Without a doubt Graham and Dodd were wise men and they would still be wise men. That makes this book interesting regardless of age, but it has lost some of its significance. Not because they are wrong but because the things they are pointing out is of much less relevance in a world where fixed income securities are not mainstay investments, and where fixed assets are less important to a company's wellbeing than it used to be.

So what is left? A lot of really wise advice of the general kind (see quotes below). Unfortunately it's embedded in a very thick book and I wouldn't recommend anyone reading the whole book to pick out those advice unless they are really interested in investments, and in particular value investments and if they are, I hope they are already familiar with much of what Graham and Dodd write here. If from no other source, from The Intelligent Investor by the same authors. That book is much more general and easy to digest.

Some quotes from the book

The most general advice of all:
"The future is often no respecter of statistical data."
About trust in the management (Norwegian Vardia is an ongoing example of this):
"When an enterprise pursues questionable accounting policies, all its securities must be shunned by the investor, no matter how safe or attractive some of them may appear."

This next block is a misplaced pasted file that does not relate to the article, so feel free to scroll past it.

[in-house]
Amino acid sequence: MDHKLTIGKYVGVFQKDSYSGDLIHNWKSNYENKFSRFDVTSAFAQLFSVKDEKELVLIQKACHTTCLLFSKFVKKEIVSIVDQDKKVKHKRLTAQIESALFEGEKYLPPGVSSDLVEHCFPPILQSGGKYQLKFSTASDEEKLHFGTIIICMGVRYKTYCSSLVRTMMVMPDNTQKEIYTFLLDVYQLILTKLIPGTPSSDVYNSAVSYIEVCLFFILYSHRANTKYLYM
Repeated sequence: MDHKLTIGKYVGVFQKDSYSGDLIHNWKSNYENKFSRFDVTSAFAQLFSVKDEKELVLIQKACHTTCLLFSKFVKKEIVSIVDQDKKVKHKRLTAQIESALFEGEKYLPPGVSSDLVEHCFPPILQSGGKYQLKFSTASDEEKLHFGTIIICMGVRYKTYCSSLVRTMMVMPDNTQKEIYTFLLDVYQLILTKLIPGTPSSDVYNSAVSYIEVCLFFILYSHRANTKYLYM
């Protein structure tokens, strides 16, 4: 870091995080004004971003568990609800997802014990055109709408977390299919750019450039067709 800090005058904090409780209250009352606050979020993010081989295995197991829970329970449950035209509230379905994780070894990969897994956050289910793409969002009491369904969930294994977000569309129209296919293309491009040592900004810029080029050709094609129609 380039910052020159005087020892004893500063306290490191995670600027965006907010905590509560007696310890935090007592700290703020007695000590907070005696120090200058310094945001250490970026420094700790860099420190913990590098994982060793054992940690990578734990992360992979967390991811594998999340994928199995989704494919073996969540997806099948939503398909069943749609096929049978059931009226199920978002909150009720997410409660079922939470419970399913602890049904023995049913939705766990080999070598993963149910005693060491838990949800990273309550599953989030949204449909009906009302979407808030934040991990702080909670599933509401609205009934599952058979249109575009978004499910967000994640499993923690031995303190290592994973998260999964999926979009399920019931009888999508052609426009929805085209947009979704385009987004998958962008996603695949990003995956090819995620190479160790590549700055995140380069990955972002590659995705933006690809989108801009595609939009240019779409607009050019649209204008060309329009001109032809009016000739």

About making those really great deals:
"Obviously it requires strength of character in order to think and to act in opposite fashion from the crowd and also patience to wait for opportunities that may be spaced years apart."
About people trying to convince by complicating things. I will paraphrase Warren Buffett - don't invest in something you don't understand:
"Because figures are used in this process, people mistakenly believe that it is “mathematically sound.”"
About trusting advisors absolutely:
"... if the adviser knew whereof he spoke he would not need to bother with a consultant’s duties."
About being using cash as an indicator of success rather than the numbers reported: